What achievement are you most proud of?
It is sort of intangible, but it comes down to sustaining and enduring and tipping points. The reality of this work — of finding ways to protect, defend and restore wild desert public lands forever — is that it’s a roller coaster and a sprint and a marathon all rolled into one.
Staying in the game, getting up when you fall, regrouping when changes outside your control blow up your efforts, finding hope, staying optimistic, continuing to show up. Those are all achievements I’m really proud of. Because big, complex, important things aren’t easy and they don’t happen overnight. Ever. They take dedication, perseverance and creativity, especially in the face of complexity and adversity.
One such tipping point happened in Malheur County in 2016, after the Owyhee Canyonlands weren’t declared a National Monument by the Obama Administration. Community leaders’ perspective shifted from “Hell no. No protection is needed for this place” to “the decades-long effort to better manage and protect this area isn’t going away. We need to figure this out.” And that shift has helped continue to move the Owyhee Canyonlands closer to being protected in my lifetime. Working with ONDA’s partners and supporters and people in communities throughout eastern Oregon and Malheur County makes those critical shifts and encouraging progress possible.
What public lands management trends are most concerning to you right now? Most encouraging?
Some nefarious and deeply troubling things are happening at the highest levels in this current administration, things like rolling back bedrock environmental laws and further diminishing the BLM’s ability to effectively manage public lands on America’s behalf. At the same time, natural resource issues like climate change, water scarcity, and the fire and invasive cycle are putting intense pressure on Oregon’s high desert public lands.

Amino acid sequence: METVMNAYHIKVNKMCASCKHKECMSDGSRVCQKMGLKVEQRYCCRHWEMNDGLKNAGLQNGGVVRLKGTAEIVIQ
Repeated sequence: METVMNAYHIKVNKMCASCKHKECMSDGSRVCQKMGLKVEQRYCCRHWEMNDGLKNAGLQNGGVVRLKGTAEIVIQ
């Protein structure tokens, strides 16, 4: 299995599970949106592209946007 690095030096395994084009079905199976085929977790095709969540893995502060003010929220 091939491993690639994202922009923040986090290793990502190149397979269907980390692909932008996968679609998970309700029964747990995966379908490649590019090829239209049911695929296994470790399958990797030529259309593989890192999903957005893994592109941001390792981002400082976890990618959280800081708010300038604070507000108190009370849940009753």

In the face of these challenges, I take heart in knowing that the political pendulum will swing, that nature is resilient and that I can channel my anxiety and anger and do tangible things that impart a healthier future for our public lands. It is also incredibly encouraging that ONDA’s base of supporters continues to grow, engage and support our work to protect, defend and restore Oregon’s high desert.
You have twin daughters. Please tell us which one is cuter.
Ha! Impossible! They are both smart, sassy, unique little beings. And yes, also really damn cute. Working parenthood is not for the faint of heart — but now I’m more motivated than ever to leave the world a better place for them and future generations.
Any advice for students considering a career in conservation?
Figure out your ‘north stars’ and stick to them. For me, it’s environmental stewardship, continual learning and creativity. As long as those three elements are in play, I know I’m on the right track. Also, be willing to get off of a linear career ladder and try lateral or unexpected moves that can put you on new, different paths that lead to unforeseen places and connections.
What Corie’s Reading Now
- The Alice Network by Kate Quinn (historical fiction)
- How To Do Nothing: Resisting the Attention Economy by Jenny Odell (non-fiction)